Tomato Planting Time in the Greenhouse
hile I rarely water the outside garden crops, the greenhouses are a different matter. We know we need to irrigate in these growing spaces, so we plant much more intensively in the greenhouses. As with most things, the prep work sometimes takes more time than the actual task at hand. Installing the mulch and soaker hoses took more time than the actual tomato planting. I’ve had good luck with the SRM red plastic mulch with our tomatoes, and found that it is tough enough to get more than one years use, if I’m careful when it is removal time.
My trellis twine is already in place tied off on the purlins, so my plant spacing is already determined. This saves a step in marking the plastic mulch at planting intervals. Once I decide which variety goes where, I can just set out the plants accordingly.
At this point my plants need potting on or planting. The weather report looks to be clear with no chance of frost so I’ve decided to gamble and plant. We will have cool nights for a while yet, but the combination of pre-warmed soil and mulch should provide enough warmth to get the tomatoes off to a good start. If I was to plant outside I would be waiting at least another month, and even then I would not be sure I would harvest many ripe tomatoes by seasons end.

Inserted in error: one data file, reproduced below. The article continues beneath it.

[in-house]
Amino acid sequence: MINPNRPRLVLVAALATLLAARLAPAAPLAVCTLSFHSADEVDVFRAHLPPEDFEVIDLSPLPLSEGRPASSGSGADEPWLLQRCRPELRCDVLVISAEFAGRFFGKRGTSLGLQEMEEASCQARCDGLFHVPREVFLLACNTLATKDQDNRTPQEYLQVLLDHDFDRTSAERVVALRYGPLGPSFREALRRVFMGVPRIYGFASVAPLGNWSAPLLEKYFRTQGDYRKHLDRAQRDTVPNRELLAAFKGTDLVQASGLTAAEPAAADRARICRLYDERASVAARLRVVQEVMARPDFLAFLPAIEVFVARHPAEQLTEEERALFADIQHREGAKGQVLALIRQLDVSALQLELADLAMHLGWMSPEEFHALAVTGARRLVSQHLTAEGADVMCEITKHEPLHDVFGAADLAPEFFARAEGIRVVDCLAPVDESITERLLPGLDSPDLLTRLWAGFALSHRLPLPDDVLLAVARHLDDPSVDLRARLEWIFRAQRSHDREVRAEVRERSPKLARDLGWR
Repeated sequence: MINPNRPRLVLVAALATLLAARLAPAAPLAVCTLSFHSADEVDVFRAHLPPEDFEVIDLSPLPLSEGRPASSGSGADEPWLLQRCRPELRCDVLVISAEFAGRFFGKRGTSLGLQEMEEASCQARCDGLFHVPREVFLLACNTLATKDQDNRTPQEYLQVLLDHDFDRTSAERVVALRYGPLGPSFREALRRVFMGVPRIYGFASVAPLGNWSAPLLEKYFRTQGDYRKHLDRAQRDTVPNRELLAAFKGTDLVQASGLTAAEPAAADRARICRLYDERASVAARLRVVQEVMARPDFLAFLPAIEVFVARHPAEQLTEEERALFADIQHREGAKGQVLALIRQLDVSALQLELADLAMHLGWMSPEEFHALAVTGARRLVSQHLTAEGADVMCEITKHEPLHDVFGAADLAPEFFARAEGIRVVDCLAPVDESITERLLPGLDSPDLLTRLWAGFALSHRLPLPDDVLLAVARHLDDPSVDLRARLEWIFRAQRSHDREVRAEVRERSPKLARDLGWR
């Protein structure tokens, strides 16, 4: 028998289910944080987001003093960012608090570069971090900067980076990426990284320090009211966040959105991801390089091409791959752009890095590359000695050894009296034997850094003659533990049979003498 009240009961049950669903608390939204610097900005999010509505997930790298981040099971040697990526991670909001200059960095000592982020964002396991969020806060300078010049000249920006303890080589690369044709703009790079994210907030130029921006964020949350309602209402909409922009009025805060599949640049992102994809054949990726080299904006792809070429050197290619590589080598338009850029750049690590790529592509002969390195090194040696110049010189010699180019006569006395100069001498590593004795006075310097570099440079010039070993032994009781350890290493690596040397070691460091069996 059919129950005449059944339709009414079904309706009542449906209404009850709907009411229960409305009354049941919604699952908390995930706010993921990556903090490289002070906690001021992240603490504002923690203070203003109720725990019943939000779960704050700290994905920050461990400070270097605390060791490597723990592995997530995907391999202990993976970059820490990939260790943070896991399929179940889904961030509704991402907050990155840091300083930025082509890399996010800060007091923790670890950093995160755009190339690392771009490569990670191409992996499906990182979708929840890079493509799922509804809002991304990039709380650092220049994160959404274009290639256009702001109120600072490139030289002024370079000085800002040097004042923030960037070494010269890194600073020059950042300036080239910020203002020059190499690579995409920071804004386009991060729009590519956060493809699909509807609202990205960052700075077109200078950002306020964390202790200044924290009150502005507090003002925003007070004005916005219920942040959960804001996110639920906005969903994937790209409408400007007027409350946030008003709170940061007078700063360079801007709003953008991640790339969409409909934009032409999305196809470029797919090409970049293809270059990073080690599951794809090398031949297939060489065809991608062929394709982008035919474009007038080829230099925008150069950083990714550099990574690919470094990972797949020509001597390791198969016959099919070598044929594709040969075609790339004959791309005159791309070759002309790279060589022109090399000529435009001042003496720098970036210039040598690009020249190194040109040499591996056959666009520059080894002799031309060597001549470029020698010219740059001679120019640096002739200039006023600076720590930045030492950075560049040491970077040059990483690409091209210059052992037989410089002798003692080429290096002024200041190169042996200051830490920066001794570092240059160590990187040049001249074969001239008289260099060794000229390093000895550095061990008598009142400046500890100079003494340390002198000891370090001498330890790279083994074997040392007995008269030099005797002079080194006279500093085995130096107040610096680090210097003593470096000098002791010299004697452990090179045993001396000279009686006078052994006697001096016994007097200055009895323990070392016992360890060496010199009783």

Earlier, we planted small beds of greens in between the spaces where the tomatoes would eventually be planted. These areas will not be mulched, leaving us some room for continued succession plantings of greens.
As the tomatoes grow they make great shade for salad greens even in the heat of the summer. Yesterday I saw a symphylan heading for cover when I planted this Juliet tomato. I suspect I will have a very stunted tomato plant growing here with the most flavorful tomatoes evah. This one spot is notorious for the little creatures and the stress they put on the tomato plant really makes for an odd plant with a tasty set of fruit. Apparently arugula and Senposai greens aren’t to their liking
As always, we’ve got a mix of OP and hybrid varieties. Some new to us and some old reliables.
Planted yesterday indeterminates only:
Costoluto Genovese – Cook’s Garden, Seeds of Italy, Seeds of Change, Salt Springs Seeds and our own saved seed.
Pantano Romanesco – Seeds of Italy, and our own saved seed.
Japanese Black Trifele – Johnny’s.
New GirlF1 – Johnny’s
JulietF1 – Johnny’s
JasperF1 – Johnny’s
SunSugarF1 – Totally Tomatoes
Next tomato planting – determinate varieties.